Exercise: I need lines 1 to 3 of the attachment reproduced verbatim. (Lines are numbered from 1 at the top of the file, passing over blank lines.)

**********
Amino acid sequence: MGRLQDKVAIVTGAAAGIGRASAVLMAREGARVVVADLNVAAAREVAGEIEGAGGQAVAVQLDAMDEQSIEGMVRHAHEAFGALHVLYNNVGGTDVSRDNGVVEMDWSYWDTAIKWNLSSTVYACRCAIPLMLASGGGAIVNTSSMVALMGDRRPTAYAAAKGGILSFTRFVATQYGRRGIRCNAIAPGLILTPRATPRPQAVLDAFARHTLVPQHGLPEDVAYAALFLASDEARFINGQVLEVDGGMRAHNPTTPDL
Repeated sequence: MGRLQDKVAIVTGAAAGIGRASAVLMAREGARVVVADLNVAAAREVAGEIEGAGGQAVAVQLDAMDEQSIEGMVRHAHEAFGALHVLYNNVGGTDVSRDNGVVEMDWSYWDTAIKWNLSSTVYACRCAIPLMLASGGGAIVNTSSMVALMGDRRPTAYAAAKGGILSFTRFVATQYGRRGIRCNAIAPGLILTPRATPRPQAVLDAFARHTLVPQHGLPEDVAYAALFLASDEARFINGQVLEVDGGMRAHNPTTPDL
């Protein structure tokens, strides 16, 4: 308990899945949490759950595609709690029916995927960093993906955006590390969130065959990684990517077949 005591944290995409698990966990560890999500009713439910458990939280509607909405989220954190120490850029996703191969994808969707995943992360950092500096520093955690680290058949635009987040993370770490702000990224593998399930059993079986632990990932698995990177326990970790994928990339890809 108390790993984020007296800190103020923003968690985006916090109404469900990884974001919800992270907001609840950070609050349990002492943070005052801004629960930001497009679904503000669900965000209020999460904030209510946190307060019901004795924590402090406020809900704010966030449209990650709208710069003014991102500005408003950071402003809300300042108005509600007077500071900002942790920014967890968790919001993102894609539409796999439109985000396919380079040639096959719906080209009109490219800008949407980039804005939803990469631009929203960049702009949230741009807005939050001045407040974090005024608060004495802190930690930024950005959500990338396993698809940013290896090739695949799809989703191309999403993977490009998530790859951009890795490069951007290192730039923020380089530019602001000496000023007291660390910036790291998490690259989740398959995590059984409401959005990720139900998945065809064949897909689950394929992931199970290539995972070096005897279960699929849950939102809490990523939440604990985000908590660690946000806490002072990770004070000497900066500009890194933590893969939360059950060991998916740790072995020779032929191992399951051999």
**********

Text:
Amino acid sequence: MGRLQDKVAIVTGAAAGIGRASAVLMAREGARVVVADLNVAAAREVAGEIEGAGGQAVAVQLDAMDEQSIEGMVRHAHEAFGALHVLYNNVGGTDVSRDNGVVEMDWSYWDTAIKWNLSSTVYACRCAIPLMLASGGGAIVNTSSMVALMGDRRPTAYAAAKGGILSFTRFVATQYGRRGIRCNAIAPGLILTPRATPRPQAVLDAFARHTLVPQHGLPEDVAYAALFLASDEARFINGQVLEVDGGMRAHNPTTPDL
Repeated sequence: MGRLQDKVAIVTGAAAGIGRASAVLMAREGARVVVADLNVAAAREVAGEIEGAGGQAVAVQLDAMDEQSIEGMVRHAHEAFGALHVLYNNVGGTDVSRDNGVVEMDWSYWDTAIKWNLSSTVYACRCAIPLMLASGGGAIVNTSSMVALMGDRRPTAYAAAKGGILSFTRFVATQYGRRGIRCNAIAPGLILTPRATPRPQAVLDAFARHTLVPQHGLPEDVAYAALFLASDEARFINGQVLEVDGGMRAHNPTTPDL
């Protein structure tokens, strides 16, 4: 308990899945949490759950595609709690029916995927960093993906955006590390969130065959990684990517077949 005591944290995409698990966990560890999500009713439910458990939280509607909405989220954190120490850029996703191969994808969707995943992360950092500096520093955690680290058949635009987040993370770490702000990224593998399930059993079986632990990932698995990177326990970790994928990339890809 108390790993984020007296800190103020923003968690985006916090109404469900990884974001919800992270907001609840950070609050349990002492943070005052801004629960930001497009679904503000669900965000209020999460904030209510946190307060019901004795924590402090406020809900704010966030449209990650709208710069003014991102500005408003950071402003809300300042108005509600007077500071900002942790920014967890968790919001993102894609539409796999439109985000396919380079040639096959719906080209009109490219800008949407980039804005939803990469631009929203960049702009949230741009807005939050001045407040974090005024608060004495802190930690930024950005959500990338396993698809940013290896090739695949799809989703191309999403993977490009998530790859951009890795490069951007290192730039923020380089530019602001000496000023007291660390910036790291998490690259989740398959995590059984409401959005990720139900998945065809064949897909689950394929992931199970290539995972070096005897279960699929849950939102809490990523939440604990985000908590660690946000806490002072990770004070000497900066500009890194933590893969939360059950060991998916740790072995020779032929191992399951051999």